Glass, L. E. (2023). Social capital and first-generation college students: Examining the relationship between mentoring and college enrollment. Education and Urban Society, 55(2), 143–174. https://doi.org/10.1177/00131245221076097
Summarized by Ariel Ervin
Notes of Interest:
- There is a progressively big gap in college graduation rates among first-generation and low-income students.
- Studies indicate that this notable disparity stems from a lack of familiarity with and accessible information on the college process.
- While college counselors play an important role in supporting students, not every college has them*.
- Although first-generation college students may not have a lot of cultural and social capital, mentoring is a promising intervention that can support them.
- This paper assesses data from a mentoring program to examine how having a college-educated mentor affects college enrollment among graduating high school students.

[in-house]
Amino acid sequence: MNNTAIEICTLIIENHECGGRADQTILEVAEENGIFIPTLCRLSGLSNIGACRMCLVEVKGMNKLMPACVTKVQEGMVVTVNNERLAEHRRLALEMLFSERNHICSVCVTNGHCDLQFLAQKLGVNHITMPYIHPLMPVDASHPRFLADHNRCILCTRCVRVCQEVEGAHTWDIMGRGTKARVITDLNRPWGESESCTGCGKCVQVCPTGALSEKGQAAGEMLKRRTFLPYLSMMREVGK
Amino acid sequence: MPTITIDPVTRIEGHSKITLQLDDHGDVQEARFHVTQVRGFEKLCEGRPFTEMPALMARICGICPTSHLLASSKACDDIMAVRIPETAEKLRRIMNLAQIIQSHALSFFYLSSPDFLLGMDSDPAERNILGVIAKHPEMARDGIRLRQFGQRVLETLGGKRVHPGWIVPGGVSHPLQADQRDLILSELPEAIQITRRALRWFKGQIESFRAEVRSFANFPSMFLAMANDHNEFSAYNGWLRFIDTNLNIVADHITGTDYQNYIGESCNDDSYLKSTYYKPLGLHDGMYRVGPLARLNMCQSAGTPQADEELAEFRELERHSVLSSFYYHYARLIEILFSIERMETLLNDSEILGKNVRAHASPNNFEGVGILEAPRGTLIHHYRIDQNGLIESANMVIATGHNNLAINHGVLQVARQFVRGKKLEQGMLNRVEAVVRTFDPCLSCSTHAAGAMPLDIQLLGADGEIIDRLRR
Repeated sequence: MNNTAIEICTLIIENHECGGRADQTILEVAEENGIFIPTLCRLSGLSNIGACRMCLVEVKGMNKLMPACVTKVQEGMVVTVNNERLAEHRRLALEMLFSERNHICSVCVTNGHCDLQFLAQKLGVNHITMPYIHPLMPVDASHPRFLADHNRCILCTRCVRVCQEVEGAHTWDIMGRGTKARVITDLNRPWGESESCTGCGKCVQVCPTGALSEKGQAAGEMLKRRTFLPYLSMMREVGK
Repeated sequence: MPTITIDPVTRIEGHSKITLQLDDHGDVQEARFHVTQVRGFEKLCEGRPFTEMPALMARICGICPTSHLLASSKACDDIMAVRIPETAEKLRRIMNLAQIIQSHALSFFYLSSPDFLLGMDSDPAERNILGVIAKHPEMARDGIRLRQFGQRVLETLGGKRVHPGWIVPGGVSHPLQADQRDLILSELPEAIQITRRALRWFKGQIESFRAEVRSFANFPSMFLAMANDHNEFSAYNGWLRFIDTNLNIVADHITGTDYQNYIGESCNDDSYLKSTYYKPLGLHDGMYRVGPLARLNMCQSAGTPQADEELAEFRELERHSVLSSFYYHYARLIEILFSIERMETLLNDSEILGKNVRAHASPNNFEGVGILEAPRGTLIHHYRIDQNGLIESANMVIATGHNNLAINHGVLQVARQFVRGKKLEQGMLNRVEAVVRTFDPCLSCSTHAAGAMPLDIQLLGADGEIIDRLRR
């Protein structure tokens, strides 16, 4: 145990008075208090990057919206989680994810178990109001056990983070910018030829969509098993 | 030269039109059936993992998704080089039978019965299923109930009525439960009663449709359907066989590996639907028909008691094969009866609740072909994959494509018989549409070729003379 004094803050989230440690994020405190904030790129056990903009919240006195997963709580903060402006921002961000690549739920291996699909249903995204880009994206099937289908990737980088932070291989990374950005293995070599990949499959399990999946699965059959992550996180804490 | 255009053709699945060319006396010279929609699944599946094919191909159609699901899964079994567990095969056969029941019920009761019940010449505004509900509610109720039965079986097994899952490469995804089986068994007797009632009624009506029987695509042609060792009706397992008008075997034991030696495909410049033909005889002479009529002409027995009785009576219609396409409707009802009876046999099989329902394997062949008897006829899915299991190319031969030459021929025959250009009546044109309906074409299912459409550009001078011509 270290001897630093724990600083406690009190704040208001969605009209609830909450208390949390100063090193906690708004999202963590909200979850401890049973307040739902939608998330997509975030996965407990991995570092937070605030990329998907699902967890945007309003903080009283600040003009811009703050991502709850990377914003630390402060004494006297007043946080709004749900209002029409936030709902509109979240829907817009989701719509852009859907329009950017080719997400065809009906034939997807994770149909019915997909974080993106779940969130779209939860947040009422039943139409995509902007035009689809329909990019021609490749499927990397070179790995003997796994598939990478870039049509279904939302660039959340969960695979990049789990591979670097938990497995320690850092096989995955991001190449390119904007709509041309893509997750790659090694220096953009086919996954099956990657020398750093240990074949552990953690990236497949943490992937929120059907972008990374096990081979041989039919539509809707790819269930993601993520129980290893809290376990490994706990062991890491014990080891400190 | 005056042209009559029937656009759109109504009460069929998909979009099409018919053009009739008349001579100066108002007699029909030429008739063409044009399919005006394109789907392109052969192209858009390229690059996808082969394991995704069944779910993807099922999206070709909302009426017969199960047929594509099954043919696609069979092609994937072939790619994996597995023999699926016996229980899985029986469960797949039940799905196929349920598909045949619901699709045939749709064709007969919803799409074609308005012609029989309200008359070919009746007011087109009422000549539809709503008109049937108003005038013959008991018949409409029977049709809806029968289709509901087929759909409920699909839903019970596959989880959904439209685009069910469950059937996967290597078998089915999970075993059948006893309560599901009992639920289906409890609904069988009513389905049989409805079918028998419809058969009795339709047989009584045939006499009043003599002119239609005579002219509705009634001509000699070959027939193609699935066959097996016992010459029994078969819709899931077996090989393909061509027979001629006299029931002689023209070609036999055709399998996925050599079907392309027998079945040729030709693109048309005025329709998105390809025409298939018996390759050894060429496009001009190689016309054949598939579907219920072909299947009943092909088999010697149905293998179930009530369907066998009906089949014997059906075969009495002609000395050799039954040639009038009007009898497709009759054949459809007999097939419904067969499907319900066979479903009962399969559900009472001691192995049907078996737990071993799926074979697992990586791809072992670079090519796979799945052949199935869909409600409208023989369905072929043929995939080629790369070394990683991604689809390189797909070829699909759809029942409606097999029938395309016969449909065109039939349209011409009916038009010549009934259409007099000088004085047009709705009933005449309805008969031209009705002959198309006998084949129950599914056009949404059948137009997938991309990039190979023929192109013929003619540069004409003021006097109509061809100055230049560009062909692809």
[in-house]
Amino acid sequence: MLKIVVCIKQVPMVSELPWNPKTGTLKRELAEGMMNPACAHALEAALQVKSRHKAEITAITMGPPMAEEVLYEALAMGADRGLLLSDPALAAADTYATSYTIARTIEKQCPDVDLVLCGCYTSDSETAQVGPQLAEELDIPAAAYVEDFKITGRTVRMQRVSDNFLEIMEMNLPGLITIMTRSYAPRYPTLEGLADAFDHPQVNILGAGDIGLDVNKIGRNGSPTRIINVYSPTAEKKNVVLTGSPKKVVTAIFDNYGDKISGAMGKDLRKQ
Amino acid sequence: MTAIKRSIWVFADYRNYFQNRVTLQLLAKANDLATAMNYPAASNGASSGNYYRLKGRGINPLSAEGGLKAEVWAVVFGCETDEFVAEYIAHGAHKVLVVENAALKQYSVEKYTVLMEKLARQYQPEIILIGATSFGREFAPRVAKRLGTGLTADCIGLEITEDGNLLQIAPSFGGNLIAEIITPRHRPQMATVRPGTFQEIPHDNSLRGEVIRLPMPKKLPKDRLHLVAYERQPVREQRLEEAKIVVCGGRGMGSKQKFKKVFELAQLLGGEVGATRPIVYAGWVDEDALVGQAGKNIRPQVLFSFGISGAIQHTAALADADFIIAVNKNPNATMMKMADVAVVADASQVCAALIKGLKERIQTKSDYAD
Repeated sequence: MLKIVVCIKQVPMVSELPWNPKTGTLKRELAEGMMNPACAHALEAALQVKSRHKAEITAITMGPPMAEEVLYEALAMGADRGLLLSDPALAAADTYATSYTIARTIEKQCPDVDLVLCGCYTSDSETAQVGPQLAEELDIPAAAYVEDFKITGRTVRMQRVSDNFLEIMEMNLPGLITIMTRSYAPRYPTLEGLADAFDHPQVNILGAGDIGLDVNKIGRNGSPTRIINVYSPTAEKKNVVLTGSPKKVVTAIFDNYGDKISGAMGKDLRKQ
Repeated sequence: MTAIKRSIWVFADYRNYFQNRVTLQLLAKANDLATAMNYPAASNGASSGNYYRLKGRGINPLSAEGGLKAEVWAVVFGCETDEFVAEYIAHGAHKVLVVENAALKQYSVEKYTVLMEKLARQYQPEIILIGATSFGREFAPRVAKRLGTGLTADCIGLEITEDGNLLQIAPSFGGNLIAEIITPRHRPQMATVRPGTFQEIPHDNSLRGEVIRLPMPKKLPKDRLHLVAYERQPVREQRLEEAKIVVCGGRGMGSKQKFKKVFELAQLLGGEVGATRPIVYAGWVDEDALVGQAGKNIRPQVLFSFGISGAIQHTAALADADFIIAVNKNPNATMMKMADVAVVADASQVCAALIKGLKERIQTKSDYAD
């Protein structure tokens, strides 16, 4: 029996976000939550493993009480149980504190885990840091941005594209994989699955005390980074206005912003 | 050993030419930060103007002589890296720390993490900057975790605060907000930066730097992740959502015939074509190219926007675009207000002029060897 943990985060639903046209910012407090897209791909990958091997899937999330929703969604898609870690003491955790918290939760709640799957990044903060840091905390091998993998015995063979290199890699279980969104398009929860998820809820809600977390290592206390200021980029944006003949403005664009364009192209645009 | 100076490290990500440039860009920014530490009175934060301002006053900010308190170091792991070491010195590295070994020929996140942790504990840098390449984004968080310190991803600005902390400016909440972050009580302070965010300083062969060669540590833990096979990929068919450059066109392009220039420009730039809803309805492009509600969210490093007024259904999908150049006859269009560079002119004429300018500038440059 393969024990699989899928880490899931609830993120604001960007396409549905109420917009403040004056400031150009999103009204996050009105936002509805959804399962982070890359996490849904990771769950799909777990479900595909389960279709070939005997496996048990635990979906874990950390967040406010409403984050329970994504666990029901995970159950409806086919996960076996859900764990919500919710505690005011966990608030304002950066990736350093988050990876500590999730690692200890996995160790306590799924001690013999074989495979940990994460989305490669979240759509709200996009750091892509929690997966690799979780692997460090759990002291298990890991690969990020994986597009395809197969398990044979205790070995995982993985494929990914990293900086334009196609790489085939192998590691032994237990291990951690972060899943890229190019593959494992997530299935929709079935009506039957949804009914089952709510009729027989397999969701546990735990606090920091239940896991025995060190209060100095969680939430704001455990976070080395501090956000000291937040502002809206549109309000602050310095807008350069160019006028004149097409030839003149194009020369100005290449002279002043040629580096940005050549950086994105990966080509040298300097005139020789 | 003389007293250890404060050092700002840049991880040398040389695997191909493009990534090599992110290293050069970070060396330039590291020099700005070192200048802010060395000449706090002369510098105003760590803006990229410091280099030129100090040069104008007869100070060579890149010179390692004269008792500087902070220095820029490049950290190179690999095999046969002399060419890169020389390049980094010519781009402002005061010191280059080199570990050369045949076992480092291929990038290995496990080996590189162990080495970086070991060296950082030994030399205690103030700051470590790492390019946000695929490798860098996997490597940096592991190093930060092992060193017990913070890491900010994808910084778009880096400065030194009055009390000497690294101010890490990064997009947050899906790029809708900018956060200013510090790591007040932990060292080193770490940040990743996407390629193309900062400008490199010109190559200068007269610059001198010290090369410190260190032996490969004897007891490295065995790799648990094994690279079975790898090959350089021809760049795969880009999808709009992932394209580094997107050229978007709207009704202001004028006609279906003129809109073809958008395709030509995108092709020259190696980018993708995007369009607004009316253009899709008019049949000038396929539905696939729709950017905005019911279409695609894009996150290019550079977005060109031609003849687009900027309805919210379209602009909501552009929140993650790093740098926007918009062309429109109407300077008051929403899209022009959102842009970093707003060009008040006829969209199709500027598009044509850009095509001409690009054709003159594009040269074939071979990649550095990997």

- Having more mentors and spending more time with them increase the likelihood of first-generation students enrolling in college.
- Match length and out-of-program (OOP) time were more meaningful than other types of meetings.
- Having multiple mentors can expose students to more college-educated people with a variety of experiences and can, in turn, boost their social capital.
- Given that having a stable project manager (PM) shows positive outcomes, having a trained college counselor as a PM and at least one college-educated mentor encourages the development of a supportive network.
- Mentorships have the potential to address the disparities between first-generation and non-first-generation college students.
* = According to the U.S. Department of Education Office of Civil Rights, one in five schools doesn’t have college counselors.
Introduction (Reprinted from the Abstract)